City of Harrisburg and Telensa trial smart city technologies
Written by: Sam Fenwick | Published:
Credit: MaxPixel

Telensa, a supplier of smart street lighting and smart city data applications, is working with the City of Harrisburg, Pennsylvania, USA, to trial smart city technologies featuring smart sensors for traffic, air quality and waste monitoring.

The city deployed a Telensa smart street lighting system in 2016 and has used its physical and network infrastructure to roll out these additional smart technologies.

The additional sensors and capabilities have been deployed, including CA Traffic for traffic analytics, Libelium for air quality and FarSite for waste monitoring, and the data from these sensors is transmitted over Telensa’s proprietary UNB (Ultra Narrow Band) low power wide area network (which was installed in 2016, as part of the initial smart street light rollout) before being analysed and combined with existing lighting data and displayed on a smart city dashboard.

The city is also looking to test traffic adaptive lighting, which involves the dynamic adjustment of groups of streetlights by the central management system using real-time, raw traffic data received from a radar-based sensor; Telensa claims that this approach can reduce streetlight energy consumption by up to 30 per cent.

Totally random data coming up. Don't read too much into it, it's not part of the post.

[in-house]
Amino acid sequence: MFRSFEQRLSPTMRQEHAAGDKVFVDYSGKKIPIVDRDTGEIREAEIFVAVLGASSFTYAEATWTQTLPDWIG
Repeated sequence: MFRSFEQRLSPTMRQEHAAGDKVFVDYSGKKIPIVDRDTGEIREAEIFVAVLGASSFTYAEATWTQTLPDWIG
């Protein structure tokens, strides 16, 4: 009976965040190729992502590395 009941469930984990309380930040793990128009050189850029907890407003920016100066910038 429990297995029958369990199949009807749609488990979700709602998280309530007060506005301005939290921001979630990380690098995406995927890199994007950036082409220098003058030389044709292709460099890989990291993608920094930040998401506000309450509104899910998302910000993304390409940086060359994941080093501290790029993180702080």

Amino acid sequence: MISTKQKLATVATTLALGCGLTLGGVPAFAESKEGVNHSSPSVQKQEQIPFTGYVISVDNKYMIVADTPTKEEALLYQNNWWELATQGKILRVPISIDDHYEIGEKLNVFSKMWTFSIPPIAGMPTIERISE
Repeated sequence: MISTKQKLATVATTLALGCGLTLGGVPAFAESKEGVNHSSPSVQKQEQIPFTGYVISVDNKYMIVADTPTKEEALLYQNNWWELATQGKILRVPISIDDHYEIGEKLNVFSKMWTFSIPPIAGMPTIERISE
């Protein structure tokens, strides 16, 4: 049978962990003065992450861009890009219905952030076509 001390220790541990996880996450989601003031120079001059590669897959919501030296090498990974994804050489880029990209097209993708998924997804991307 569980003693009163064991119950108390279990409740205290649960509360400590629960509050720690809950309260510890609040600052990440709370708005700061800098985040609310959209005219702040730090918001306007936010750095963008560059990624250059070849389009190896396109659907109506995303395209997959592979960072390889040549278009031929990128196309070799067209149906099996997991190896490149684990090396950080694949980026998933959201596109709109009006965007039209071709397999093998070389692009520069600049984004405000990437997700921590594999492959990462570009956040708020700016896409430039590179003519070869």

Prior to this latest rollout, Harrisburg and Telensa deployed more than 4,000 connected streetlights across the whole city, leading to ‘utility bill reductions of 60-70 per cent’.

“We’re thrilled to be collaborating again and deepening our relationship with the City of Harrisburg to utilise the connected streetlight infrastructure by adding smart city applications that bring more value to the city,” said Will Gibson, founder and chief commercial officer at Telensa. “We are excited to showcase the potential of this technology and the benefits it can bring to the citizens of Harrisburg and those of other cities around the world.”

“We live in a data-driven world, but we’re not going to monitor stuff just to monitor it - it has to make sense to the city!” said Wayne S. Martin Esq., Harrisburg’s city engineer. “That’s why we have chosen these smart city applications to open up endless possibilities for us to improve city efficiency and save money – the dollars can really add up.”

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